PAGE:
President Nixon has apologized to French President Georges Pompidou for the “few citizens who have acted in a discourteous manner and in a disrespectful manner to a state visitor.” In a direct slap at the anti-Pompidou demonstrators in Washington, Chicago, San Francisco, Stanford University, White Plains and New York, Nixon said they “do not represent the American people and this country’s attitude toward France.” According to Presidential Press Secretary Ron Ziegler, Nixon called Pompidou last night and personally apologized for the demonstrations that have upset Pompidou’s visit. He also stated his intention to go to New York tonight to attend the Franco-American Society dinner honoring Pompidou. Nixon was not originally scheduled to attend. The dinner is being given by William Burden, former Ambassador to Belgium.
Ever since his arrival in the U.S. last Monday, M. Pompidou has been hounded by demonstrators angry about France’s sale of 110 Mirage jets to Libya and her refusal to deliver the jets Israel ordered and paid for. Mr. Ziegler told the press conference Nixon was going to attend the dinner to “underline the deepening and improving relations between France and the U.S.” Mr. Ziegler said the President asked that his thoughts be passed on “to all American citizens.” A State Department spokesman said today that the French President did not blame the U.S. government for the demonstrations, and felt the government performed well under the circumstances to try to assure the success of the visit.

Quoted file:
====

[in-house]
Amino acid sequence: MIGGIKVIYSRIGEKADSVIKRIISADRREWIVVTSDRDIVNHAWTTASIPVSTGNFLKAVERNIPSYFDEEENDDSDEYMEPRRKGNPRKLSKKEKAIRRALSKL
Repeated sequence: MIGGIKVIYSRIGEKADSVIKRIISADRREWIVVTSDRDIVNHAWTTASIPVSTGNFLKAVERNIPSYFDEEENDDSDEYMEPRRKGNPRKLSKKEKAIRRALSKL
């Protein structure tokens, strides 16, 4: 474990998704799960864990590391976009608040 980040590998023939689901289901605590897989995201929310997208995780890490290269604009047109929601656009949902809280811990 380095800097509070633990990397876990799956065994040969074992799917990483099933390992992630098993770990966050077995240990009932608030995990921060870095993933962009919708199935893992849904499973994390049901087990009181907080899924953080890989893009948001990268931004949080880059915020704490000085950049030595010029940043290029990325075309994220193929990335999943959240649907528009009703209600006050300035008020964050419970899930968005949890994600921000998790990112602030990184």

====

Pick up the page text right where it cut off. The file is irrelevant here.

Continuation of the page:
The Archive of the Jewish Telegraphic Agency includes articles published from 1923 to 2008. Archive stories reflect the journalistic standards and practices of the time they were published.